Lead Time for Changes aka Time to Market

Deployment is a measure of how many features and fixes are being completed within a given time frame. Each deployment contains features and fixes that have been added to the product since the last deployment. 

Lead Time measures how long it takes from when feature development begins to when it is deployed to customers. Measuring lead time requires combining two ends of the deployment: source control and the deployment process. The clock starts when an engineer begins to write code, but the real value comes when the change has passed through CI. The clock stops when that code passes through the production deployment. Technically, this requires tracking commit data through all of the deployment process.

Innovations in development practices are not just about shipping better software—it’s about getting features in front of your customers that give your business a competitive advantage, and doing so as quickly as possible. Continuous Deployment should dramatically speed up time to market and time to value. Measuring the amount of time it takes from determining a business logic for a specific application or new feature to deploying that app or feature to your customer base is the ultimate measure of how well your continuous deployment solution is working.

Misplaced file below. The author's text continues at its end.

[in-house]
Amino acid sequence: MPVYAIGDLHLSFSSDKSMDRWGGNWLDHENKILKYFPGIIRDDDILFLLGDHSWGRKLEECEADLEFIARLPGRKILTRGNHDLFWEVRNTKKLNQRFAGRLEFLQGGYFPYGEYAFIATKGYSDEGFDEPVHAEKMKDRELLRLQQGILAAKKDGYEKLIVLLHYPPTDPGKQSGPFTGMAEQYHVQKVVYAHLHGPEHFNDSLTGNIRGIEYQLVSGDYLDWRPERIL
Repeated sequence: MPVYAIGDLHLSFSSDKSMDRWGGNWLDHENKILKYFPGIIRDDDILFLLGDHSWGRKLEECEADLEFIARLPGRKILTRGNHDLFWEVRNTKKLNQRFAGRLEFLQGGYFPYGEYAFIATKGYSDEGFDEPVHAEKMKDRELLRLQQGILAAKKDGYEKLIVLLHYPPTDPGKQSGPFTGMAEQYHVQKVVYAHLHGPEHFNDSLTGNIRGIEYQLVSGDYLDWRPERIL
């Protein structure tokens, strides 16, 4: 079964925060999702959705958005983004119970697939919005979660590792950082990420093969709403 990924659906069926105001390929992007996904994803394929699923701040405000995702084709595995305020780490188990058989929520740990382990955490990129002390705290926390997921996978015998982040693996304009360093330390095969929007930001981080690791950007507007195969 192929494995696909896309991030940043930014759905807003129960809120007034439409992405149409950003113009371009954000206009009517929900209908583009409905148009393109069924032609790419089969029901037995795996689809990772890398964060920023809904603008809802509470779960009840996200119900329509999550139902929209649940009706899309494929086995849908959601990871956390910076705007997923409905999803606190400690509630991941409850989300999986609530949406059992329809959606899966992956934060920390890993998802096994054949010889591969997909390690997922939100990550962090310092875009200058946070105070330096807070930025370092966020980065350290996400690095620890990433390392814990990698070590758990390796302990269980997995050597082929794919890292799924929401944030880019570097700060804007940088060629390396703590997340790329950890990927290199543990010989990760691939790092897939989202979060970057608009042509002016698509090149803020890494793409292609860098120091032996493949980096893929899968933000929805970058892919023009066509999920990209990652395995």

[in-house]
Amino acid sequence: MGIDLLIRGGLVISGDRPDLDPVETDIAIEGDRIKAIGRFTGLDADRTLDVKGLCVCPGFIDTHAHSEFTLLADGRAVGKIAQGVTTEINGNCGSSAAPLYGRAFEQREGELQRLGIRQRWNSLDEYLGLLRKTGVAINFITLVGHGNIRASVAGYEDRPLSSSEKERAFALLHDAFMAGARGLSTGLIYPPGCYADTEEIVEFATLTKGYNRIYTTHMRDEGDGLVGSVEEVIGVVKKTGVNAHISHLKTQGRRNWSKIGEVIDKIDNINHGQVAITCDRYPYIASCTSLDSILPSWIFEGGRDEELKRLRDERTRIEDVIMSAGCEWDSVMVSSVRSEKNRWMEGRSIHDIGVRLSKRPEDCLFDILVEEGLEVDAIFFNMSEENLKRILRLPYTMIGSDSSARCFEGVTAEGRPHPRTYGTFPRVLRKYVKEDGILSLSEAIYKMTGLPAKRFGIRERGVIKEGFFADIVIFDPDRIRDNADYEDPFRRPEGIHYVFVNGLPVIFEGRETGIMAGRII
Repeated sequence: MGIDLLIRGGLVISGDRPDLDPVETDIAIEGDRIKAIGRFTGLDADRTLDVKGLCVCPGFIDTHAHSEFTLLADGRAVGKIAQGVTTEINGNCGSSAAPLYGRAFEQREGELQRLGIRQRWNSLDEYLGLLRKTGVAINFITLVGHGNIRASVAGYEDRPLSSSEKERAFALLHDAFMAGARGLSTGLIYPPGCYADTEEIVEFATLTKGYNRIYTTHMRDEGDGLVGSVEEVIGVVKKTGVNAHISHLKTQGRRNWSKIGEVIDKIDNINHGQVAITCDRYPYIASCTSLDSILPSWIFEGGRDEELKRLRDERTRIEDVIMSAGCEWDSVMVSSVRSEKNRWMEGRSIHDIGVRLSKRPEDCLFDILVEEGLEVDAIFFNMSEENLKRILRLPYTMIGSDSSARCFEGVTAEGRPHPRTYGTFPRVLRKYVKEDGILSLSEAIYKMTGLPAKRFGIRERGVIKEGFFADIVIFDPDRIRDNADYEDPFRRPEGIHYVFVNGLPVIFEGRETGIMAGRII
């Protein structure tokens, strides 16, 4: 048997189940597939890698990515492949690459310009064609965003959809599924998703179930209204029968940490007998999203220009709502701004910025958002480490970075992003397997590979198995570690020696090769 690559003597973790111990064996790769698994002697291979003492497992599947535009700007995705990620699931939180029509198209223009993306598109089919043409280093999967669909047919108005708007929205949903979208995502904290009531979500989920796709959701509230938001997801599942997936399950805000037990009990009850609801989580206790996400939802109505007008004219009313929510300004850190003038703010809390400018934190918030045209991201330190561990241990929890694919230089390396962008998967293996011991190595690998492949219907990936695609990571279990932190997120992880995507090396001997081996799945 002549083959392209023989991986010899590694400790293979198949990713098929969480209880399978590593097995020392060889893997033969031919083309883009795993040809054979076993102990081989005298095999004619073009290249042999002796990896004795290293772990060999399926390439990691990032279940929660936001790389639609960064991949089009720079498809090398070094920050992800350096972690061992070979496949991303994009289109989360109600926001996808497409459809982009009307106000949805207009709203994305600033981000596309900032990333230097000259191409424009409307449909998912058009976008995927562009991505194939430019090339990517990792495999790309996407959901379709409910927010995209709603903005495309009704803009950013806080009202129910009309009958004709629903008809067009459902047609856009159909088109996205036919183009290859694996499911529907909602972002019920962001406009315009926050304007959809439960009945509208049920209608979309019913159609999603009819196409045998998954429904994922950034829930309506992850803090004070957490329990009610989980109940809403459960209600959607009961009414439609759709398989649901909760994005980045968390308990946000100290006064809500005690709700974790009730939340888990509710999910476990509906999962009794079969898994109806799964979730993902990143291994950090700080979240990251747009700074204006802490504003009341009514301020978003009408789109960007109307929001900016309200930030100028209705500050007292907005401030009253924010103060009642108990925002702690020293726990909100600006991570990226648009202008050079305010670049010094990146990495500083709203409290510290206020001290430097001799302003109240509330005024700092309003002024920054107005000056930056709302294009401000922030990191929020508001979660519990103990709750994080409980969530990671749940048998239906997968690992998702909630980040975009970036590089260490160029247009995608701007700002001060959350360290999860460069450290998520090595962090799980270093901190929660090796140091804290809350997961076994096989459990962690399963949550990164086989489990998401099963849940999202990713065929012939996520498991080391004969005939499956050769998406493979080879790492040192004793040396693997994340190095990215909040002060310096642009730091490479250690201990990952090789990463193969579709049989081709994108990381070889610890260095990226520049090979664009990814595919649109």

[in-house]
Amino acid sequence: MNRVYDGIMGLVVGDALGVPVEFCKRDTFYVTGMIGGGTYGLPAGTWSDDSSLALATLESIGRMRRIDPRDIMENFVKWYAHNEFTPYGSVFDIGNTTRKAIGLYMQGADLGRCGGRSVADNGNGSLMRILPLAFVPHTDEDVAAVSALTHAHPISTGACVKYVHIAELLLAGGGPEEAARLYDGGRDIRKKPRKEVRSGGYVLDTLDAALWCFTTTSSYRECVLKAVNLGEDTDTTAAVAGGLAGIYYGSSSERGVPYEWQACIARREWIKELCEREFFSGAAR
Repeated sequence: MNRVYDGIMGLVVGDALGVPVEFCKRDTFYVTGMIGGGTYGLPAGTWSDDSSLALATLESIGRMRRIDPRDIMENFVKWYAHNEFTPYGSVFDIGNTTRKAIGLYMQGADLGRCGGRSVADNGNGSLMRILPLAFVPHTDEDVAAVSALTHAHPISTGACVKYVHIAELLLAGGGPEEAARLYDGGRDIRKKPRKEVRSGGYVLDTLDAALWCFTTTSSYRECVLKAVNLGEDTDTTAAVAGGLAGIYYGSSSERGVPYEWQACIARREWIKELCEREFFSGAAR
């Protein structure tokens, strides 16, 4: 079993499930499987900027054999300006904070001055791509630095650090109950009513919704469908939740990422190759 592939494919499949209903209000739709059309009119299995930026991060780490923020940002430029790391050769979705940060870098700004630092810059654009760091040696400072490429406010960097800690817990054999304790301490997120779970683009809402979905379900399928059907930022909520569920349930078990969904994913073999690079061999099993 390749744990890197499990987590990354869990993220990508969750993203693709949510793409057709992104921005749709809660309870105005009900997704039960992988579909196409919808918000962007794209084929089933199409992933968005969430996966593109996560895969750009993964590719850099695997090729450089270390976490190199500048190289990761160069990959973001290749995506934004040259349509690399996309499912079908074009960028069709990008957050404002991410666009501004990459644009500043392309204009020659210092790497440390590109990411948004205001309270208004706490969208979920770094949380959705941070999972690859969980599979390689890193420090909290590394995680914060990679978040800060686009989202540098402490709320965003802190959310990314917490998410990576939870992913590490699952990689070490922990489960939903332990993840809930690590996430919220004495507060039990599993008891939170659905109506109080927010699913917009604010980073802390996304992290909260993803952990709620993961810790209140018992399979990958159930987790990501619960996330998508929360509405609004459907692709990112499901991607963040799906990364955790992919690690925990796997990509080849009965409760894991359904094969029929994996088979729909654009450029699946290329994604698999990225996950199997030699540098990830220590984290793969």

Change Failure Rate

Change Failure Rate tracks the percentage of changes that fail in production. Accurately measuring change fail percentage requires uniting the deployment pipeline and external monitoring systems. The deployment pipelines capture technical failures (e.g., infrastructure issues) and planned failures (e.g., canary stages). This is enough for an approximate measurement. This may be enough for some teams, but it does not account for failures while running production.

Deployment Frequency

Deployment Frequency measures how often your engineering team is shipping changes to customers. The frequency may be checked in any desired time interval, such as monthly, weekly, or daily. Deployment events contain metadata about the entire lifecycle so fine-grained measurements like deployments per day, per developer, per environment are possible.